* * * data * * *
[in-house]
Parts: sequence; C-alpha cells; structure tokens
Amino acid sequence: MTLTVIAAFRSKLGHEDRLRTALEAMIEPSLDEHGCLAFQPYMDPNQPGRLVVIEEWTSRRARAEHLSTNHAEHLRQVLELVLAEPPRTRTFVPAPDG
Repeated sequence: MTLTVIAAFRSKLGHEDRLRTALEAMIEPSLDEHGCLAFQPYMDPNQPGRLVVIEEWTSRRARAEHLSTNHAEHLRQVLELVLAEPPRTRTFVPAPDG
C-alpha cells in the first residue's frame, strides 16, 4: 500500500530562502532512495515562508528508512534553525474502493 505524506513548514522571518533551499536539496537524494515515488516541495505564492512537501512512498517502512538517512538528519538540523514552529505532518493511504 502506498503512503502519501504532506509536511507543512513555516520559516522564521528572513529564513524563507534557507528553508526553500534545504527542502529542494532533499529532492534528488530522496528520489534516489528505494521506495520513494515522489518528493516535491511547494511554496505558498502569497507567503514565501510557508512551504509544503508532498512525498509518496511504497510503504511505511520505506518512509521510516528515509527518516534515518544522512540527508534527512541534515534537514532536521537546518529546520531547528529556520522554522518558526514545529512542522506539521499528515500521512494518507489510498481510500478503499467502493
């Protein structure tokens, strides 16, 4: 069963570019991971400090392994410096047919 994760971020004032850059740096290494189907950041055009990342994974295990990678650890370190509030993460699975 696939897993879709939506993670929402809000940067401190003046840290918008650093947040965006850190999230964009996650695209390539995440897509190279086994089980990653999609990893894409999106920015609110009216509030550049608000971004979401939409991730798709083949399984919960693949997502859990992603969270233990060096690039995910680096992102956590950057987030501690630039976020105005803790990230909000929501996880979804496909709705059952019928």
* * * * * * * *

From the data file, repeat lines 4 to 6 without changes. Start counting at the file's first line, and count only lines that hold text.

Repeated sequence: MTLTVIAAFRSKLGHEDRLRTALEAMIEPSLDEHGCLAFQPYMDPNQPGRLVVIEEWTSRRARAEHLSTNHAEHLRQVLELVLAEPPRTRTFVPAPDG
C-alpha cells in the first residue's frame, strides 16, 4: 500500500530562502532512495515562508528508512534553525474502493 505524506513548514522571518533551499536539496537524494515515488516541495505564492512537501512512498517502512538517512538528519538540523514552529505532518493511504 502506498503512503502519501504532506509536511507543512513555516520559516522564521528572513529564513524563507534557507528553508526553500534545504527542502529542494532533499529532492534528488530522496528520489534516489528505494521506495520513494515522489518528493516535491511547494511554496505558498502569497507567503514565501510557508512551504509544503508532498512525498509518496511504497510503504511505511520505506518512509521510516528515509527518516534515518544522512540527508534527512541534515534537514532536521537546518529546520531547528529556520522554522518558526514545529512542522506539521499528515500521512494518507489510498481510500478503499467502493
């Protein structure tokens, strides 16, 4: 069963570019991971400090392994410096047919 994760971020004032850059740096290494189907950041055009990342994974295990990678650890370190509030993460699975 696939897993879709939506993670929402809000940067401190003046840290918008650093947040965006850190999230964009996650695209390539995440897509190279086994089980990653999609990893894409999106920015609110009216509030550049608000971004979401939409991730798709083949399984919960693949997502859990992603969270233990060096690039995910680096992102956590950057987030501690630039976020105005803790990230909000929501996880979804496909709705059952019928």